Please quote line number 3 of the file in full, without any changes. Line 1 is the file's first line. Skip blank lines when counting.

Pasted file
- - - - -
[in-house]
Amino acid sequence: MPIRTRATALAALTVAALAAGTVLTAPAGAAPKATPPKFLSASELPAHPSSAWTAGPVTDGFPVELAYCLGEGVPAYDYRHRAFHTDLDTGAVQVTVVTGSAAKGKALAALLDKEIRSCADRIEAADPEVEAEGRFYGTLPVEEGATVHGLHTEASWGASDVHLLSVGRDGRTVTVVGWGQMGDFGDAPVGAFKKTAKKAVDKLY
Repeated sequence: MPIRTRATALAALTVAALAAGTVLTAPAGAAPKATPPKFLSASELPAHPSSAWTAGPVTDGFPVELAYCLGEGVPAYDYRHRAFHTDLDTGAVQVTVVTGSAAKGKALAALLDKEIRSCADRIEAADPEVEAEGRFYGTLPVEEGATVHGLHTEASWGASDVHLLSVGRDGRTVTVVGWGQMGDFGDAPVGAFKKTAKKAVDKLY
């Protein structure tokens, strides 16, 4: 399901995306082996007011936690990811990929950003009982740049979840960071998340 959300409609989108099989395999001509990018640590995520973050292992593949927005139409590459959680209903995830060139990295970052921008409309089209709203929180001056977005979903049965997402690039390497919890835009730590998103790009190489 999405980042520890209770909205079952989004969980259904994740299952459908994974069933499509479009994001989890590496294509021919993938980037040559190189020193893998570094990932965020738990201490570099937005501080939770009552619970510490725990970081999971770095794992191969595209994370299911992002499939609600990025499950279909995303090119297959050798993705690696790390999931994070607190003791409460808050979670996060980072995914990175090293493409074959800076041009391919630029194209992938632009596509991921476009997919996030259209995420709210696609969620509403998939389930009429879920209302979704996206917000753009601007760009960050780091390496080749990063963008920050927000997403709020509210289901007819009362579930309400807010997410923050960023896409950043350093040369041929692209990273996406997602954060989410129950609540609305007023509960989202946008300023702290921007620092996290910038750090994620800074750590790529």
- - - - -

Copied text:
Repeated sequence: MPIRTRATALAALTVAALAAGTVLTAPAGAAPKATPPKFLSASELPAHPSSAWTAGPVTDGFPVELAYCLGEGVPAYDYRHRAFHTDLDTGAVQVTVVTGSAAKGKALAALLDKEIRSCADRIEAADPEVEAEGRFYGTLPVEEGATVHGLHTEASWGASDVHLLSVGRDGRTVTVVGWGQMGDFGDAPVGAFKKTAKKAVDKLY